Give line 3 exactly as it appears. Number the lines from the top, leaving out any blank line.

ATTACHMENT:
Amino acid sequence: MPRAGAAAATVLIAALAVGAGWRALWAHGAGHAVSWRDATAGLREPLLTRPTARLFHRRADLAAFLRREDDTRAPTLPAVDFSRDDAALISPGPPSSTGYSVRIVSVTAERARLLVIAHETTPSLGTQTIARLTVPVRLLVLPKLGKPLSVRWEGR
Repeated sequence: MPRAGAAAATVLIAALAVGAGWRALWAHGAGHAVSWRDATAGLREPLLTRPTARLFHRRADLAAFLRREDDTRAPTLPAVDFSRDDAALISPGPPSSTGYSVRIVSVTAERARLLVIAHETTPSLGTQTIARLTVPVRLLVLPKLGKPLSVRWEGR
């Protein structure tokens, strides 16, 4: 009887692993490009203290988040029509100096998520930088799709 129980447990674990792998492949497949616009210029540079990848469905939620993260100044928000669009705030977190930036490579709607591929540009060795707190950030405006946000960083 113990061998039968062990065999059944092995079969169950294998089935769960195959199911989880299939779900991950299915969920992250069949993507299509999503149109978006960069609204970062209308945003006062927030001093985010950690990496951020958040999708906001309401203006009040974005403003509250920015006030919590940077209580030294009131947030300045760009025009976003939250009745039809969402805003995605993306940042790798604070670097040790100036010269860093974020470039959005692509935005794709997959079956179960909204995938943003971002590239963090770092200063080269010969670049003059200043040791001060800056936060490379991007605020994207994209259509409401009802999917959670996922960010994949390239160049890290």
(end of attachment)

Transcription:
């Protein structure tokens, strides 16, 4: 009887692993490009203290988040029509100096998520930088799709 129980447990674990792998492949497949616009210029540079990848469905939620993260100044928000669009705030977190930036490579709607591929540009060795707190950030405006946000960083 113990061998039968062990065999059944092995079969169950294998089935769960195959199911989880299939779900991950299915969920992250069949993507299509999503149109978006960069609204970062209308945003006062927030001093985010950690990496951020958040999708906001309401203006009040974005403003509250920015006030919590940077209580030294009131947030300045760009025009976003939250009745039809969402805003995605993306940042790798604070670097040790100036010269860093974020470039959005692509935005794709997959079956179960909204995938943003971002590239963090770092200063080269010969670049003059200043040791001060800056936060490379991007605020994207994209259509409401009802999917959670996922960010994949390239160049890290």